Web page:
Life is complicated and solutions are more complex than we know. Every being on planet Earth has a vision of life shaded by their life experiences, culture, and an environment unique to them. My vision of humanity imagines each individual living in a high-rise apartment that extends for thousands of miles. Each person has just one window through which to view the world. A person on the top floor has a different perspective than the one on the ground floor. Windows thousands of miles apart glimpse diverse landscapes. If you were to talk with someone by phone and ask what they see out their window while you were looking out yours, you might immediately disagree as to what you see until you understand their location.
The world constantly changes. Sometimes the shifts are small, sometimes major, and sometimes catastrophic. The invasion of the Ukraine by Russia, for me, was catastrophic. In 2002, I spent three weeks in Russia with a family not far from the Ukraine border. Elliot and I visited again in 2011. Both experiences helped me realize that a country’s people are not necessarily their government nor their politics. Yesterday, I needed to hear my friend’s voice to know she was safe and to reassure her family that a country’s actions do not affect our love for them. In a despondent tone she said, “This awful war is awful. Like all wars are awful. When your country is a part of it — it’s much more disgusting. And who knows the truth? Ukrainians and Russians are brothers. Brothers that fight now. And I pray to see them to be friends again.” I sensed her feeling of helplessness to affect change. She brightened as she shifted the conversation to the impending birth of her grandchildren, one in April and one in May. As we prepared to say goodbye she reflected, “There is nothing I can do except grow kindness.”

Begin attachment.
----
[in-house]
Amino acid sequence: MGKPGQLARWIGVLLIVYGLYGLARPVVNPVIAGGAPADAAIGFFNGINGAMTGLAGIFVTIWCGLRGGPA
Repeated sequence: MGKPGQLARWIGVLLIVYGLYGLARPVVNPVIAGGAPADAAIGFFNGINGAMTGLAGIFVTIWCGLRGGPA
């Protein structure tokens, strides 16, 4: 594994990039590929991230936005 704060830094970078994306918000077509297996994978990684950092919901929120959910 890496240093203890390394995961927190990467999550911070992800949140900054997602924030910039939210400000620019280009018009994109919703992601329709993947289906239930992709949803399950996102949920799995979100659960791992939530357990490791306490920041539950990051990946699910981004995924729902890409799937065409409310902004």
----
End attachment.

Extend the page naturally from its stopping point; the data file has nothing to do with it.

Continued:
Maybe someone will come along with a golden key to unlock our limited views, and allow us to see things from a new perspective. Like my Russian friend, I will focus on growing kindness.